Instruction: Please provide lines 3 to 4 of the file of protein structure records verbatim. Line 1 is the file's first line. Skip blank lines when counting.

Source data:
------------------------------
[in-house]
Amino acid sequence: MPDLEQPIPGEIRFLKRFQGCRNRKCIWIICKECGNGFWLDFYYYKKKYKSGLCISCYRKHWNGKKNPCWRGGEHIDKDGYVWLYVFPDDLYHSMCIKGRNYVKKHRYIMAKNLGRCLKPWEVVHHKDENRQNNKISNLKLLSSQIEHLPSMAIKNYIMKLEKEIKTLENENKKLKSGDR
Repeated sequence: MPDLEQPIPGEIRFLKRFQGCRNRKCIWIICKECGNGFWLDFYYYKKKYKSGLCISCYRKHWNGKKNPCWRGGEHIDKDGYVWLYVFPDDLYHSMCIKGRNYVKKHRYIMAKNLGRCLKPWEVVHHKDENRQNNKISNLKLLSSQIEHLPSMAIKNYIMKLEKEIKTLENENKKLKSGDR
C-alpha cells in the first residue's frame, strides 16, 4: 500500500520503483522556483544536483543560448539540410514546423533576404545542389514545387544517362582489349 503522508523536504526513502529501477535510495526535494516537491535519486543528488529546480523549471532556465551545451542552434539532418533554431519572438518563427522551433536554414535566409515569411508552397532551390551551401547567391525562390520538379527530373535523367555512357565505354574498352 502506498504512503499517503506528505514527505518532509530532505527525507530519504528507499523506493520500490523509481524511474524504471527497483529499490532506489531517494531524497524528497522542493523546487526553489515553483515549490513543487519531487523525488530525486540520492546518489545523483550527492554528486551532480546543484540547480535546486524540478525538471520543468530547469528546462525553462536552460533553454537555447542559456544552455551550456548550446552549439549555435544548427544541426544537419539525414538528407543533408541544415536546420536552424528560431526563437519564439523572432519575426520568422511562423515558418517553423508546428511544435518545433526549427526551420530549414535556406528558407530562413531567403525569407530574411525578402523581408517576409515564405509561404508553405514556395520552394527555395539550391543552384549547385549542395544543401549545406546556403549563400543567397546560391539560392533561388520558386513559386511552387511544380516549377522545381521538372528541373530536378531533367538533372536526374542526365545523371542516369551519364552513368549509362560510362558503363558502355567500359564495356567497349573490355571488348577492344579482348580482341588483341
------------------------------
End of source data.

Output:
Repeated sequence: MPDLEQPIPGEIRFLKRFQGCRNRKCIWIICKECGNGFWLDFYYYKKKYKSGLCISCYRKHWNGKKNPCWRGGEHIDKDGYVWLYVFPDDLYHSMCIKGRNYVKKHRYIMAKNLGRCLKPWEVVHHKDENRQNNKISNLKLLSSQIEHLPSMAIKNYIMKLEKEIKTLENENKKLKSGDR
C-alpha cells in the first residue's frame, strides 16, 4: 500500500520503483522556483544536483543560448539540410514546423533576404545542389514545387544517362582489349 503522508523536504526513502529501477535510495526535494516537491535519486543528488529546480523549471532556465551545451542552434539532418533554431519572438518563427522551433536554414535566409515569411508552397532551390551551401547567391525562390520538379527530373535523367555512357565505354574498352 502506498504512503499517503506528505514527505518532509530532505527525507530519504528507499523506493520500490523509481524511474524504471527497483529499490532506489531517494531524497524528497522542493523546487526553489515553483515549490513543487519531487523525488530525486540520492546518489545523483550527492554528486551532480546543484540547480535546486524540478525538471520543468530547469528546462525553462536552460533553454537555447542559456544552455551550456548550446552549439549555435544548427544541426544537419539525414538528407543533408541544415536546420536552424528560431526563437519564439523572432519575426520568422511562423515558418517553423508546428511544435518545433526549427526551420530549414535556406528558407530562413531567403525569407530574411525578402523581408517576409515564405509561404508553405514556395520552394527555395539550391543552384549547385549542395544543401549545406546556403549563400543567397546560391539560392533561388520558386513559386511552387511544380516549377522545381521538372528541373530536378531533367538533372536526374542526365545523371542516369551519364552513368549509362560510362558503363558502355567500359564495356567497349573490355571488348577492344579482348580482341588483341